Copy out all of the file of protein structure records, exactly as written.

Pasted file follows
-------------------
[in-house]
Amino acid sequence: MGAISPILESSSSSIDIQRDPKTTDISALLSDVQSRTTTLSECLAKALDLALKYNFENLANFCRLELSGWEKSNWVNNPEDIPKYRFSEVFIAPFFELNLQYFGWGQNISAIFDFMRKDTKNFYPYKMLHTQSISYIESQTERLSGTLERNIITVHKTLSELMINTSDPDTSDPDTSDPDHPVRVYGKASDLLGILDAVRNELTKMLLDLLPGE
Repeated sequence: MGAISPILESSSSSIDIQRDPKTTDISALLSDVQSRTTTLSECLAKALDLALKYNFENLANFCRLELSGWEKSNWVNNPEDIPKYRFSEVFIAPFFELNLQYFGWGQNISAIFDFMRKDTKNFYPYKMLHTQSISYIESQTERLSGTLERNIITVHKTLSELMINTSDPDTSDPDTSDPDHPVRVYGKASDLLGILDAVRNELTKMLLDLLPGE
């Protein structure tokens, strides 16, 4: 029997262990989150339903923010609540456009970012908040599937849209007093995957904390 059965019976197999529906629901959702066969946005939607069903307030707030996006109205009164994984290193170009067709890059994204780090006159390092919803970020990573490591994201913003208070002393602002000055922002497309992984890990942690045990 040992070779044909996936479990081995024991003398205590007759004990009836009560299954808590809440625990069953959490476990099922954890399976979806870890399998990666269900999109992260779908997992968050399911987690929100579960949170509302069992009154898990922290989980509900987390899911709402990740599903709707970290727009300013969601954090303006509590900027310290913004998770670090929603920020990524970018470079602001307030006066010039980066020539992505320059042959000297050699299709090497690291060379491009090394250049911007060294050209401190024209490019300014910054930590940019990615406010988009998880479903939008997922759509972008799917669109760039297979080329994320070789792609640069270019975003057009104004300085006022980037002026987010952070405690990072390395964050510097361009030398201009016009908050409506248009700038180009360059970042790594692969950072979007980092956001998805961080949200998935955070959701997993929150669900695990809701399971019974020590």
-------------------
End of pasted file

[in-house]
Amino acid sequence: MGAISPILESSSSSIDIQRDPKTTDISALLSDVQSRTTTLSECLAKALDLALKYNFENLANFCRLELSGWEKSNWVNNPEDIPKYRFSEVFIAPFFELNLQYFGWGQNISAIFDFMRKDTKNFYPYKMLHTQSISYIESQTERLSGTLERNIITVHKTLSELMINTSDPDTSDPDTSDPDHPVRVYGKASDLLGILDAVRNELTKMLLDLLPGE
Repeated sequence: MGAISPILESSSSSIDIQRDPKTTDISALLSDVQSRTTTLSECLAKALDLALKYNFENLANFCRLELSGWEKSNWVNNPEDIPKYRFSEVFIAPFFELNLQYFGWGQNISAIFDFMRKDTKNFYPYKMLHTQSISYIESQTERLSGTLERNIITVHKTLSELMINTSDPDTSDPDTSDPDHPVRVYGKASDLLGILDAVRNELTKMLLDLLPGE
């Protein structure tokens, strides 16, 4: 029997262990989150339903923010609540456009970012908040599937849209007093995957904390 059965019976197999529906629901959702066969946005939607069903307030707030996006109205009164994984290193170009067709890059994204780090006159390092919803970020990573490591994201913003208070002393602002000055922002497309992984890990942690045990 040992070779044909996936479990081995024991003398205590007759004990009836009560299954808590809440625990069953959490476990099922954890399976979806870890399998990666269900999109992260779908997992968050399911987690929100579960949170509302069992009154898990922290989980509900987390899911709402990740599903709707970290727009300013969601954090303006509590900027310290913004998770670090929603920020990524970018470079602001307030006066010039980066020539992505320059042959000297050699299709090497690291060379491009090394250049911007060294050209401190024209490019300014910054930590940019990615406010988009998880479903939008997922759509972008799917669109760039297979080329994320070789792609640069270019975003057009104004300085006022980037002026987010952070405690990072390395964050510097361009030398201009016009908050409506248009700038180009360059970042790594692969950072979007980092956001998805961080949200998935955070959701997993929150669900695990809701399971019974020590």